Evidence for Novel Hepaciviruses in Rodents

Research output: Journal Publications and Reviews (RGC: 21, 22, 62)21_Publication in refereed journalpeer-review

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  • Jan Felix Drexler
  • Victor Max Corman
  • Marcel Alexander Müller
  • Alexander N. Lukashev
  • Anatoly Gmyl
  • Bruno Coutard
  • Alexander Adam
  • Daniel Ritz
  • Lonneke M. Leijten
  • Debby van Riel
  • Rene Kallies
  • Stefan M. Klose
  • Florian Gloza-Rausch
  • Tabea Binger
  • Augustina Annan
  • Yaw Adu-Sarkodie
  • Samuel Oppong
  • Mathieu Bourgarel
  • Daniel Rupp
  • Bernd Hoffmann
  • Mathias Schlegel
  • Beate M. Kümmerer
  • Detlev H. Krüger
  • Jonas Schmidt-Chanasit
  • Alvaro Aguilar Setién
  • Veronika M. Cottontail
  • Thiravat Hemachudha
  • Supaporn Wacharapluesadee
  • Ralf Bartenschlager
  • Sonja Matthee
  • Martin Beer
  • Thijs Kuiken
  • Chantal Reusken
  • Eric M. Leroy
  • Rainer G. Ulrich
  • Christian Drosten


Original languageEnglish
Article numbere1003438
Journal / PublicationPLoS Pathogens
Issue number6
Online published20 Jun 2013
Publication statusPublished - Jun 2013
Externally publishedYes



Hepatitis C virus (HCV) is among the most relevant causes of liver cirrhosis and hepatocellular carcinoma. Research is complicated by a lack of accessible small animal models. The systematic investigation of viruses of small mammals could guide efforts to establish such models, while providing insight into viral evolutionary biology. We have assembled the so-far largest collection of small-mammal samples from around the world, qualified to be screened for bloodborne viruses, including sera and organs from 4,770 rodents (41 species); and sera from 2,939 bats (51 species). Three highly divergent rodent hepacivirus clades were detected in 27 (1.8%) of 1,465 European bank voles (Myodes glareolus) and 10 (1.9%) of 518 South African four-striped mice (Rhabdomys pumilio). Bats showed anti-HCV immunoblot reactivities but no virus detection, although the genetic relatedness suggested by the serologic results should have enabled RNA detection using the broadly reactive PCR assays developed for this study. 210 horses and 858 cats and dogs were tested, yielding further horse-associated hepaciviruses but none in dogs or cats. The rodent viruses were equidistant to HCV, exceeding by far the diversity of HCV and the canine/equine hepaciviruses taken together. Five full genomes were sequenced, representing all viral lineages. Salient genome features and distance criteria supported classification of all viruses as hepaciviruses. Quantitative RT-PCR, RNA in-situ hybridisation, and histopathology suggested hepatic tropism with liver inflammation resembling hepatitis C. Recombinant serology for two distinct hepacivirus lineages in 97 bank voles identified seroprevalence rates of 8.3 and 12.4%, respectively. Antibodies in bank vole sera neither cross-reacted with HCV, nor the heterologous bank vole hepacivirus. Co-occurrence of RNA and antibodies was found in 3 of 57 PCR-positive bank vole sera (5.3%). Our data enable new hypotheses regarding HCV evolution and encourage efforts to develop rodent surrogate models for HCV. © 2013 Drexler et al.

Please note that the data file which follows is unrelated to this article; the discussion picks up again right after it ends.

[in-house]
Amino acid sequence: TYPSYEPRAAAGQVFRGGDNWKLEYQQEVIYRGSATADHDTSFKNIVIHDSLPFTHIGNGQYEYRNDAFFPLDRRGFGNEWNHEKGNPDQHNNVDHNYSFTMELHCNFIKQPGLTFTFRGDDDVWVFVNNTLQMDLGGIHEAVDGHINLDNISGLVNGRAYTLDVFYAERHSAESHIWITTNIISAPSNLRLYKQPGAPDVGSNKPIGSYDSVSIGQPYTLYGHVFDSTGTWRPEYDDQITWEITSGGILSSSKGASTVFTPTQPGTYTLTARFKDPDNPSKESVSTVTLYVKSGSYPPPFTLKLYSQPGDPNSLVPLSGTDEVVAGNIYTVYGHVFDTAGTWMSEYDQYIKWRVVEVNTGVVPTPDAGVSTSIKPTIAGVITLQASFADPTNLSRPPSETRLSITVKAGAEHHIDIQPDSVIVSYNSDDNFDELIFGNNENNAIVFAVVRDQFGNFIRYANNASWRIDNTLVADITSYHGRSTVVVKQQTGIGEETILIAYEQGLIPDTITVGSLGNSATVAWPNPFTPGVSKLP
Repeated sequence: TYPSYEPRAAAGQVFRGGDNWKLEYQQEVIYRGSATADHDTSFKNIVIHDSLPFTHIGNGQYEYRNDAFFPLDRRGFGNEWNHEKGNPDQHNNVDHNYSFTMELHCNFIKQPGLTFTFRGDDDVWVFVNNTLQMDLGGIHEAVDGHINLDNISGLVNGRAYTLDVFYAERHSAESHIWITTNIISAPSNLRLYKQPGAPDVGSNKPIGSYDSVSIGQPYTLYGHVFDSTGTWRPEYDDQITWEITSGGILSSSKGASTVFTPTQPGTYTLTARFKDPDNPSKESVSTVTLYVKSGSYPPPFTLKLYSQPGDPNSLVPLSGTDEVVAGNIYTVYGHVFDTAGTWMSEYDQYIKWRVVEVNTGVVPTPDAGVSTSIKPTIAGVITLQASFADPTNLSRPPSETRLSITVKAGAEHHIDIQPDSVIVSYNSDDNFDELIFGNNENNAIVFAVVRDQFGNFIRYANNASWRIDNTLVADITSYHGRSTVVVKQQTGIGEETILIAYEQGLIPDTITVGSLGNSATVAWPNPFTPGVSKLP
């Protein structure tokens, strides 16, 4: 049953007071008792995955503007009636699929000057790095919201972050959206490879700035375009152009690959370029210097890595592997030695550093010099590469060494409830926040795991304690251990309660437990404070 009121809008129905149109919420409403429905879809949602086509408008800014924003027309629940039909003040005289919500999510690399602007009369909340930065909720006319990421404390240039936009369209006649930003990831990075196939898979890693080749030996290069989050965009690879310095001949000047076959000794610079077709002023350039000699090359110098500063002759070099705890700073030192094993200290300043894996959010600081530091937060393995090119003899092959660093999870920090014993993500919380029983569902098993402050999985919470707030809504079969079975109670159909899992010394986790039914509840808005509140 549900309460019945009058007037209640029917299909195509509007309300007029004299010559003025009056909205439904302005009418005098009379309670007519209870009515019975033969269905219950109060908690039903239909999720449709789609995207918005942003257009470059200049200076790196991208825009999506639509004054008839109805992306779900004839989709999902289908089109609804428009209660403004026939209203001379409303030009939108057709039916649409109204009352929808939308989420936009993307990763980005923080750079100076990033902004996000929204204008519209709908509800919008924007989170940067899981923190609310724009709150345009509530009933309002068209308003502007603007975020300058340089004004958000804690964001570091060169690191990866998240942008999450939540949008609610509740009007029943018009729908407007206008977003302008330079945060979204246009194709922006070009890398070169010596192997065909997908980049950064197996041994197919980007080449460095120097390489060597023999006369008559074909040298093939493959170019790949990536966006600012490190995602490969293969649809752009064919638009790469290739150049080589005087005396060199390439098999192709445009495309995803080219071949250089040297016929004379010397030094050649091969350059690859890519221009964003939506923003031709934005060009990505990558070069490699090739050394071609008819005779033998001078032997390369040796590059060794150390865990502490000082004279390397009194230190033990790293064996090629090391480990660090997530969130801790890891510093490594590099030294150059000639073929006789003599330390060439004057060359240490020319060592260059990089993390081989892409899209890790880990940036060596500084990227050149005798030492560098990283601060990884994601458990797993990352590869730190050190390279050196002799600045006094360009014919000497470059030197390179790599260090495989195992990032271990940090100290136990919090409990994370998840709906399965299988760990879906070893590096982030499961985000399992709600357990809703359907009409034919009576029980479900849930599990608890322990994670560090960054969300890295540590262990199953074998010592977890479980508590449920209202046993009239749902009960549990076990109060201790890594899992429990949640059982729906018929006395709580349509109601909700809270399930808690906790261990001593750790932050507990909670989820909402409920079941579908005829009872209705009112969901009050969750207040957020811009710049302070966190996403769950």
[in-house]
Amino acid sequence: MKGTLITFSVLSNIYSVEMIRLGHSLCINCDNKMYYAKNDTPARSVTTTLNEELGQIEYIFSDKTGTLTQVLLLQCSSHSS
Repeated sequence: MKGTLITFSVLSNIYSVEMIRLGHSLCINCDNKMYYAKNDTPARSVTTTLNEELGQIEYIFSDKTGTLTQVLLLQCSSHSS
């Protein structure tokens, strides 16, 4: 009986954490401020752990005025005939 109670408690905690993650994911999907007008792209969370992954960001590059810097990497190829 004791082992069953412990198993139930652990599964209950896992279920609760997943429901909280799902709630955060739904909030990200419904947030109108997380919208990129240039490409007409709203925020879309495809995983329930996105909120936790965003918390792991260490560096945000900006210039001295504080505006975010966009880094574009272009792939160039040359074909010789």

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Evidence for Novel Hepaciviruses in Rodents. / Drexler, Jan Felix; Corman, Victor Max; Müller, Marcel Alexander et al.
In: PLoS Pathogens, Vol. 9, No. 6, e1003438, 06.2013.

Research output: Journal Publications and Reviews (RGC: 21, 22, 62)21_Publication in refereed journalpeer-review

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